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Form asking about Communist Party ties was used 'inadvertently,' Lanier Tech officials say
After ACLU warning, college rectifies issue
Ray Perren
Lanier Technical College President Ray Perren. - photo by David Barnes

Lanier Technical College officials said Tuesday, Aug. 7, they were inadvertently using a form requiring prospective or current employees to swear they are not a member of the Communist Party.

The American Civil Liberties Union of Georgia sent a warning Tuesday to Lanier Tech President Ray Perren saying the form was a violation of the First Amendment.

Lanier Tech public relations director Dave Parrish said the college was using the incorrect form “inadvertently.”

“It was rectified as soon as it was brought to the president’s attention,” Parrish wrote in an email.

University officials said this was brought to Perren’s attention Tuesday, Aug. 7.

They did not, however, answer questions after hours Tuesday regarding how long the form has been used or how the form came into use.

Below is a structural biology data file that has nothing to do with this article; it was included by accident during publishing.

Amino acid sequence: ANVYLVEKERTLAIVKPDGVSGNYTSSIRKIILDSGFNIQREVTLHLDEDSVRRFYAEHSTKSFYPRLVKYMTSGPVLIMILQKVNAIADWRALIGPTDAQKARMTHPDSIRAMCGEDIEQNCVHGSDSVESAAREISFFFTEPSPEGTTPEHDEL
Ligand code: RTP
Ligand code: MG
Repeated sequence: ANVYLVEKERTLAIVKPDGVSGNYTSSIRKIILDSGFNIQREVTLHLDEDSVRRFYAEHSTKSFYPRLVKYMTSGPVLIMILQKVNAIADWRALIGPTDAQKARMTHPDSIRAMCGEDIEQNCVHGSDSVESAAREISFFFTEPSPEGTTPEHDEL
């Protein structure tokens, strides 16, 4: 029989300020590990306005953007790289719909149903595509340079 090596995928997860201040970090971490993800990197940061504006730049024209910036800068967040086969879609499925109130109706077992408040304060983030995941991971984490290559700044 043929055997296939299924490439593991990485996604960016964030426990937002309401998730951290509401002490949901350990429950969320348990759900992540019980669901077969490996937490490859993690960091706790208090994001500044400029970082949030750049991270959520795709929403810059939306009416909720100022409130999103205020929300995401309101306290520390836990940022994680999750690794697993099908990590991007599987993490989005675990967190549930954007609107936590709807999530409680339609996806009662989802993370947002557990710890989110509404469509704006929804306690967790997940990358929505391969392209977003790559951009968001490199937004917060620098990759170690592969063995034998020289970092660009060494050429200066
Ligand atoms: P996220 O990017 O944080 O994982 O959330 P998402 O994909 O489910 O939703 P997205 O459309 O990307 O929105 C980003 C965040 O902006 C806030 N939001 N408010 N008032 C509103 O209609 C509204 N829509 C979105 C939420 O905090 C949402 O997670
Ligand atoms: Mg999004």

The loyalty oath mentioned that Lanier Technical College is a recipient of public funds.

The phrase asks the applicant/employee to “solemnly swear and affirm that I will support the Constitution of the United States and the Constitution of the state of Georgia, and I am not a member of the Communist Party.”

The ACLU included the form, notarized in June with the oath’s language, of Dr. Bill Ellenberg, who was applying to be an adjunct professor of English.

“Requiring prospective or current employees to swear that they are not members of the Communist Party — or any group or organization considered unpopular — is unconstitutional. Over 50 years ago, the United States Supreme Court held that it was unconstitutional for government employers to require employees to swear that they are not a member of the Communist Party or any other group, absent a showing of specific intent to further unlawful activity,” according to the ACLU’s letter to Lanier Tech.

ACLU letter, loyalty oath.pdf